However, since non-critical Windows updates are not presented by Automatic Updates, installation of WGA is required for installation of such non-critical updates, which are only available through Windows Update or the Microsoft Download Center.
It was updated again on May 30, June 6 and June 27, 2006, though some forms of circumvention are still usable.
WGA also advertises the latest service pack, Service Pack 3, for Windows XP, which requires manual intervention to disable.
In Windows 7, WGA is renamed Windows Activation Technologies.
WGA consists of two components: an installable component called WGA Notifications that hooks into Winlogon and validates the Windows license upon each logon and an Active X control that checks the validity of the Windows license when downloading certain updates from the Microsoft Download Center or Windows Update.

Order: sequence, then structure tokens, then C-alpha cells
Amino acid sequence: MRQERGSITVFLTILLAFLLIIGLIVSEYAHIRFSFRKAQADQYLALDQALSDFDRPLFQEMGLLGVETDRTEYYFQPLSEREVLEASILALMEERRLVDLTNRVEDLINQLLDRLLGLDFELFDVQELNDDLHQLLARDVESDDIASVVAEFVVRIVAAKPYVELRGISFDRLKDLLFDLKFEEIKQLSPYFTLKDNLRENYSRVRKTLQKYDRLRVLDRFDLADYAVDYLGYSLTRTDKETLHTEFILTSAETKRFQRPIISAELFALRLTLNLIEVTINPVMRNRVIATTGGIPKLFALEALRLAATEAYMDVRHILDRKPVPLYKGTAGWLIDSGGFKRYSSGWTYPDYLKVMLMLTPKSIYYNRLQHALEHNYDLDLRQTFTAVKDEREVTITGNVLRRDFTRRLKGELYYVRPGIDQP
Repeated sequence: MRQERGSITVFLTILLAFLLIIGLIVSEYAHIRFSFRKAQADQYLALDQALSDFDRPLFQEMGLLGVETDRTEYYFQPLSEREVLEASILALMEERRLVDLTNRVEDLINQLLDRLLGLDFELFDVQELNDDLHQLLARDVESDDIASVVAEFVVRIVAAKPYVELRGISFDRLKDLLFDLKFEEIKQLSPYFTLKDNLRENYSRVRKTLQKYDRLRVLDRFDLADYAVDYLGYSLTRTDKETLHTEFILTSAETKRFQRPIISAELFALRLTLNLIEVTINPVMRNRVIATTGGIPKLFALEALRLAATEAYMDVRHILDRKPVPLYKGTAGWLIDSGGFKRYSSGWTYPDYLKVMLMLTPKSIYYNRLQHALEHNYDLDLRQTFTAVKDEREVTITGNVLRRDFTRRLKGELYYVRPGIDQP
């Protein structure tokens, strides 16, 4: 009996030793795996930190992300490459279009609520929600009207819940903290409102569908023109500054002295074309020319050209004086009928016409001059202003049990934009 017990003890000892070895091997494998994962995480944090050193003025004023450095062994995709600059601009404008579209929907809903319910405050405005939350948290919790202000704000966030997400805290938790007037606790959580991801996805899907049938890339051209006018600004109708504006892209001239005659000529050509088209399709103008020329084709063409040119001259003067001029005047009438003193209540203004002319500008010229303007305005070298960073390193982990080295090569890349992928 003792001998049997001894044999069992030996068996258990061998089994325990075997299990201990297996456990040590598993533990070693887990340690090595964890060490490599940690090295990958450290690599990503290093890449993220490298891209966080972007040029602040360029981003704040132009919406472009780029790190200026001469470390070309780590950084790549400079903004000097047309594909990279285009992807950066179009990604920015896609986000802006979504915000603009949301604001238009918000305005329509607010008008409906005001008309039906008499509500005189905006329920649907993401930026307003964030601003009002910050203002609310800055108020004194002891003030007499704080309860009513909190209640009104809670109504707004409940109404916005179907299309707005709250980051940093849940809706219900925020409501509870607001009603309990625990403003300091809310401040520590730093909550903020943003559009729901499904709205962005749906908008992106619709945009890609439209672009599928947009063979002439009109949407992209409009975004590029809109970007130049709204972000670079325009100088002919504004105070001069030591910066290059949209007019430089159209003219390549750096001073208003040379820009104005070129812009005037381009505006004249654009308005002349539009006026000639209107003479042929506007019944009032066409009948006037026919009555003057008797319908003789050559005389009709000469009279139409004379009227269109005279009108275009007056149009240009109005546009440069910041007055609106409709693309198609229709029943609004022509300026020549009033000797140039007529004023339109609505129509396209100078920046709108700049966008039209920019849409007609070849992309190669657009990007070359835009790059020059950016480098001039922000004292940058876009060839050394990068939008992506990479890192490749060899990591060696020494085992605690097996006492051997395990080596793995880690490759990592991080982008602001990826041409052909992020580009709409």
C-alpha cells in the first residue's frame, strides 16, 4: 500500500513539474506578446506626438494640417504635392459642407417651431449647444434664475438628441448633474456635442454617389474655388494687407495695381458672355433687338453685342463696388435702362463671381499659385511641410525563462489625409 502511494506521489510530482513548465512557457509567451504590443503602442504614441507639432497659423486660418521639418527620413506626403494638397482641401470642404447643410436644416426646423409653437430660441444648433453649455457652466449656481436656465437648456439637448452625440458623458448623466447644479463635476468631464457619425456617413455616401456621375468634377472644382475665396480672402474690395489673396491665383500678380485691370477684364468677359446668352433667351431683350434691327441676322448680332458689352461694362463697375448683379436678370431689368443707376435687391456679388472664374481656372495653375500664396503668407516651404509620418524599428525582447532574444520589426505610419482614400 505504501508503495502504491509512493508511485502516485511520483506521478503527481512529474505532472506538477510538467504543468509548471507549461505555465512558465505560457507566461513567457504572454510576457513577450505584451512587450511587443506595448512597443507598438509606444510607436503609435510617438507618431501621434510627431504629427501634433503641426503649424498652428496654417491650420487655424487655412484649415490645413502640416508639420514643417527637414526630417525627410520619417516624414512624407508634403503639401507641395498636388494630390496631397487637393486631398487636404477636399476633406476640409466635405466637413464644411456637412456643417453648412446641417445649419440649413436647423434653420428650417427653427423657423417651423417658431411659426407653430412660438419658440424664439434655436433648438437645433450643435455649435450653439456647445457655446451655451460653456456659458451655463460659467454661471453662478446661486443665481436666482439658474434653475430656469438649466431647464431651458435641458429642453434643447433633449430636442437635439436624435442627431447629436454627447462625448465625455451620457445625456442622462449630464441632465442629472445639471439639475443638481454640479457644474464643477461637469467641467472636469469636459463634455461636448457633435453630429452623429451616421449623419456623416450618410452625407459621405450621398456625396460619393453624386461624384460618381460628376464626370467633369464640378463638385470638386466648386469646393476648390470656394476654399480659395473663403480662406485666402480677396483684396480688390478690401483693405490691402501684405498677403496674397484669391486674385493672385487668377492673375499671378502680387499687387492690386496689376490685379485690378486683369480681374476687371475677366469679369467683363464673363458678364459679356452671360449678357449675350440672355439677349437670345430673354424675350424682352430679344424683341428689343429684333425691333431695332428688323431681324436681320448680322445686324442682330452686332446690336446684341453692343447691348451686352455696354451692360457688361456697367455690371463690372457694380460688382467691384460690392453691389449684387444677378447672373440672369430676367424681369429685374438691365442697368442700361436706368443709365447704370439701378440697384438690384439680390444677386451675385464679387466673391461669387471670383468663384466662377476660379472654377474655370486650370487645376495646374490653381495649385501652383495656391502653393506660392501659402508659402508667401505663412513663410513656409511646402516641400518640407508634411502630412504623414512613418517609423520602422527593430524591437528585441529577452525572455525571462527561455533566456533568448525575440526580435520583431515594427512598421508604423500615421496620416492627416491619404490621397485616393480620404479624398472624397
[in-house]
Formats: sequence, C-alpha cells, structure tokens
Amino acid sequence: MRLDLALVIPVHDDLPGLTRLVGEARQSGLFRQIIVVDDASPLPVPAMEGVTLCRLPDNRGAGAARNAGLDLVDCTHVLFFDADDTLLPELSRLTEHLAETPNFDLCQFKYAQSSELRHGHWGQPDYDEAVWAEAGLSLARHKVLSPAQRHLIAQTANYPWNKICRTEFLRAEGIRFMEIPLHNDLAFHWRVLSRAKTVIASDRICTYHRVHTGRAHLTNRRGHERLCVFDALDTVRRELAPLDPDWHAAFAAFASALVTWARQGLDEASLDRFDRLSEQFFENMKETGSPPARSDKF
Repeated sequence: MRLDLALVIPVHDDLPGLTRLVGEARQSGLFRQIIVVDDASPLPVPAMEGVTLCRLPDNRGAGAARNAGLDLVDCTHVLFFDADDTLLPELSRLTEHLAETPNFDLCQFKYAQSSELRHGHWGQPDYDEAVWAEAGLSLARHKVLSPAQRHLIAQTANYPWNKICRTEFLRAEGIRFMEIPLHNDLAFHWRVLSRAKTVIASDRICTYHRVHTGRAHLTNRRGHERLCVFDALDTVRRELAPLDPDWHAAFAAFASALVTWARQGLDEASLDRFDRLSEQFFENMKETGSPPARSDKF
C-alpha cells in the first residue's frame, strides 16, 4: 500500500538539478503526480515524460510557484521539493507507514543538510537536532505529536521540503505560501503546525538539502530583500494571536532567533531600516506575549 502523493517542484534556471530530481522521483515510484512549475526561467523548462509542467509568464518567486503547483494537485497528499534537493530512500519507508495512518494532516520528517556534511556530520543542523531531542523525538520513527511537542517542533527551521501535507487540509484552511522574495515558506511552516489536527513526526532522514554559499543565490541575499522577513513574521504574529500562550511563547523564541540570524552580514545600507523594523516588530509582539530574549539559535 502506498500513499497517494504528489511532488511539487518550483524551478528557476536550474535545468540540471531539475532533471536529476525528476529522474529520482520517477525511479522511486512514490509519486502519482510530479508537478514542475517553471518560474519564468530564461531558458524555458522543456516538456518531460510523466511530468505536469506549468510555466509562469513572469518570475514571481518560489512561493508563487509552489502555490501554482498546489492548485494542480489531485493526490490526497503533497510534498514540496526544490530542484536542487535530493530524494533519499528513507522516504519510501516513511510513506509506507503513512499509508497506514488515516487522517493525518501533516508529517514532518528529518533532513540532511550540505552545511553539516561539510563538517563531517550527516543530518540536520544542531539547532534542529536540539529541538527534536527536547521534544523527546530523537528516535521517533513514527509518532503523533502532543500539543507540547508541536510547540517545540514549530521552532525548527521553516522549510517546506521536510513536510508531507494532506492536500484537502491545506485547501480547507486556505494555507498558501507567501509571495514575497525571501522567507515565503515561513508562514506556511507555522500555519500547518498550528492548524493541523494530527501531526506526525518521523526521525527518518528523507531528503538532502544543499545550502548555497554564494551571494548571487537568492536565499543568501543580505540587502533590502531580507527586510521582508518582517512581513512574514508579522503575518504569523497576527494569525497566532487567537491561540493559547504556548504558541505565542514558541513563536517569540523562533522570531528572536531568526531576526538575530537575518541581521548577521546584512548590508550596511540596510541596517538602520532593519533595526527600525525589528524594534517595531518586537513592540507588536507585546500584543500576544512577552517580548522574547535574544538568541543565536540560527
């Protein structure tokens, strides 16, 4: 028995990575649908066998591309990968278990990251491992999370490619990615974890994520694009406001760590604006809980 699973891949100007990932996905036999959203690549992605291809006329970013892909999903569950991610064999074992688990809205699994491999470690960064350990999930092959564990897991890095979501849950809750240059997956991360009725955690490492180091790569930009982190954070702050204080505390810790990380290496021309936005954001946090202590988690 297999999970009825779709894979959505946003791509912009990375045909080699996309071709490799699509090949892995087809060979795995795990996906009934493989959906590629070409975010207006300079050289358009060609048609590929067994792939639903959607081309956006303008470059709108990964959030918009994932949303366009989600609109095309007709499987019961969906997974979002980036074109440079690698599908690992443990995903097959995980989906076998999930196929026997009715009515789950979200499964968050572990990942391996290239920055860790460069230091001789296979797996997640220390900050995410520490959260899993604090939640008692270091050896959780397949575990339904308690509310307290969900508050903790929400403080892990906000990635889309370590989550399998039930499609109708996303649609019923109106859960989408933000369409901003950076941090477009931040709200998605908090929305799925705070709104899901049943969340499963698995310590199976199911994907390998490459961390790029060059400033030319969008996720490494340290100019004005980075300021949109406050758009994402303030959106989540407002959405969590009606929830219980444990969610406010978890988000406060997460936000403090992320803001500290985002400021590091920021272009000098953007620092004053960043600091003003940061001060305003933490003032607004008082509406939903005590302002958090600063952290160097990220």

The program uses either a stand-alone program to generate a key or an Active X control to discover whether the license key is valid; either way an Internet connection is required.
If WGA determines that a user's copy of Windows is unauthorized but was installed from seemingly legitimate media (i.e., the CD/DVD and holographic emblem present on real copies of Windows seems genuine), then Microsoft will supply the user with a new CD/DVD. Newer versions of Windows will still require the user to purchase a new copy.
WGA Notifications covers Windows XP and later, with the exception of Windows Server 2003 and Windows XP Professional x64 Edition.